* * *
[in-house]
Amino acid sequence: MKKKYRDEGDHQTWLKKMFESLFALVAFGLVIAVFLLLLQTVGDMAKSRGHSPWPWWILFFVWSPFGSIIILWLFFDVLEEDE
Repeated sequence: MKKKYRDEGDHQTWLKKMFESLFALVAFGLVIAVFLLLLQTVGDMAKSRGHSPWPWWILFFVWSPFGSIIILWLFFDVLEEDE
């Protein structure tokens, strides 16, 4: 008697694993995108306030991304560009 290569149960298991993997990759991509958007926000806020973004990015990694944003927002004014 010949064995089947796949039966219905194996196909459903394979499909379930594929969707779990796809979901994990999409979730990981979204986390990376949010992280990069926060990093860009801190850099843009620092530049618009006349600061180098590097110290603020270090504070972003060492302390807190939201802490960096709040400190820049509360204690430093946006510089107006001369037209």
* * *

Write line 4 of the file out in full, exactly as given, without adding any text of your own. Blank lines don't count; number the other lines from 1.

């Protein structure tokens, strides 16, 4: 008697694993995108306030991304560009 290569149960298991993997990759991509958007926000806020973004990015990694944003927002004014 010949064995089947796949039966219905194996196909459903394979499909379930594929969707779990796809979901994990999409979730990981979204986390990376949010992280990069926060990093860009801190850099843009620092530049618009006349600061180098590097110290603020270090504070972003060492302390807190939201802490960096709040400190820049509360204690430093946006510089107006001369037209």